Fire type had a significant effect on C and N shifts in forest floors (pool sizes; Fig. 5) and mineral soils (concentrations; Table 4), with wildfires causing greater C and N declines than prescribed fires. Mineral soil C and N storage revealed no net changes after either type of fire, but wildfires significantly decreased mineral soil C and N concentrations, indicating that the biogeochemistry or nature of the C and N in these soils may have changed. Such changes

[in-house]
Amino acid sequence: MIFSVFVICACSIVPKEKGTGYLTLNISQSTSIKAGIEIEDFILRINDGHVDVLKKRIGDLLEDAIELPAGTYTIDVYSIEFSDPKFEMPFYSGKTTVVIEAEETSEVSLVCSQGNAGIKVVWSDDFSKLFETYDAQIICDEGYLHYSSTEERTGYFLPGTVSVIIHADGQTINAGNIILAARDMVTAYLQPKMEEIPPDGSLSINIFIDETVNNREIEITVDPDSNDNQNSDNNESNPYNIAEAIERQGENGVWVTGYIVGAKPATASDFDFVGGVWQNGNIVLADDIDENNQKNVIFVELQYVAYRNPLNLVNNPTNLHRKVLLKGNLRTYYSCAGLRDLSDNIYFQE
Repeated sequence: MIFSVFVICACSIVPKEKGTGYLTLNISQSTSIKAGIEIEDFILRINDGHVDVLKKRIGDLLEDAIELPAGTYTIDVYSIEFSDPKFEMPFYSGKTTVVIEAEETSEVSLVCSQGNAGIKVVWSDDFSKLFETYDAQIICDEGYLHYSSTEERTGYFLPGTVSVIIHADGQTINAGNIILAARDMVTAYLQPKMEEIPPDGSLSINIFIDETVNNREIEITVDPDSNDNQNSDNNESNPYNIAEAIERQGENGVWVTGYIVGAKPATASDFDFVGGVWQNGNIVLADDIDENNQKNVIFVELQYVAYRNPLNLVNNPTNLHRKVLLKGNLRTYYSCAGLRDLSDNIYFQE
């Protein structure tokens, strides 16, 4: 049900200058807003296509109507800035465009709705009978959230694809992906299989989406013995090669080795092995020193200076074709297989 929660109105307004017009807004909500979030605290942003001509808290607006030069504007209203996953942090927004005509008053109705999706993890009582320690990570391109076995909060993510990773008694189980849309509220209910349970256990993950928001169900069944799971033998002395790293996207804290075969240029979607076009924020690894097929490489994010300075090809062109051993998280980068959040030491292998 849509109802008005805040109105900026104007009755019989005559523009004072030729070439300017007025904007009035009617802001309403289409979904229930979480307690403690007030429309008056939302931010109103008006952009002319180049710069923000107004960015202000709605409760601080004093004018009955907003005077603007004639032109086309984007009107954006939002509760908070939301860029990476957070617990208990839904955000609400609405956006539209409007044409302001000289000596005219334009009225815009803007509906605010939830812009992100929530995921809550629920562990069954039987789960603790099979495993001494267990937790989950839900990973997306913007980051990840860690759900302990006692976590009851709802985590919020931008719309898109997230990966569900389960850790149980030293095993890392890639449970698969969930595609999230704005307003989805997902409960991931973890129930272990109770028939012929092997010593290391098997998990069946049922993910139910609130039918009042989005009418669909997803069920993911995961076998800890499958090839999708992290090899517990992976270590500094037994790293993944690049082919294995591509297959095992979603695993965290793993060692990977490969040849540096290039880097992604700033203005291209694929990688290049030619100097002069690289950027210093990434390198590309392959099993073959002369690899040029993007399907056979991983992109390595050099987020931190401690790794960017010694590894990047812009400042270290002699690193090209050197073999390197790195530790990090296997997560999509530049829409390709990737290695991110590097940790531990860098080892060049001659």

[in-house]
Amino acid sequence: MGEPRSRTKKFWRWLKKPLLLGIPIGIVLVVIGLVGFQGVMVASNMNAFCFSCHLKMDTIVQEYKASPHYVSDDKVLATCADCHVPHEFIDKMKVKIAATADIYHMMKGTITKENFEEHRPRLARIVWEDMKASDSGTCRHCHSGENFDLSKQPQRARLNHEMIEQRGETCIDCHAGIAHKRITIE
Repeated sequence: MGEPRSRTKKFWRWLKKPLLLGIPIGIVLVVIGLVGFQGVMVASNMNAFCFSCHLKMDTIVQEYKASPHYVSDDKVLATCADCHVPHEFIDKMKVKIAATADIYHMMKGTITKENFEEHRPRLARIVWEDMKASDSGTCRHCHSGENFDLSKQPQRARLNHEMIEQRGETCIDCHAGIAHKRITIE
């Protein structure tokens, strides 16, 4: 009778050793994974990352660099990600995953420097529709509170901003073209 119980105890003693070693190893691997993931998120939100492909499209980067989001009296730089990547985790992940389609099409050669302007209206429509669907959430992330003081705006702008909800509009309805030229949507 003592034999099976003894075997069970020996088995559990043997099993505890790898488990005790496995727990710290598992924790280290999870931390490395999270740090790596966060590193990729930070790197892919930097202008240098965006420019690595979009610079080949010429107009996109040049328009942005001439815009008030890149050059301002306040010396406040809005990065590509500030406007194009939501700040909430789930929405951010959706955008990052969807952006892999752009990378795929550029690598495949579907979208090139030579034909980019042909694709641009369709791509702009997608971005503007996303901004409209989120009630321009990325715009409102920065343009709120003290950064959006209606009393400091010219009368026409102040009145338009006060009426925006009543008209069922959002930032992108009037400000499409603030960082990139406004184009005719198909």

PLATE 1. Matrix of burned and unburned ground following the 1998 treatment at the University of Michigan Biological Station (USA) burn plot chronosequence. Spatial variation in fire intensity and soil organic matter content can obscure significant site-level soil C and N responses to fire, but a well-replicated sampling strategy surmounts this problem of heterogeneity. In similar fashion but on a much larger scale, meta-analysis constrains the effects of fire on soil C and N storage in temperate forests by testing hundreds of accumulated responses from dozens of tudies, indicating with confidence that these effects are generally consistent and predictable based on site-level characteristics. Photo credit: Laura L. White, archived by the University of Michigan Biological Station.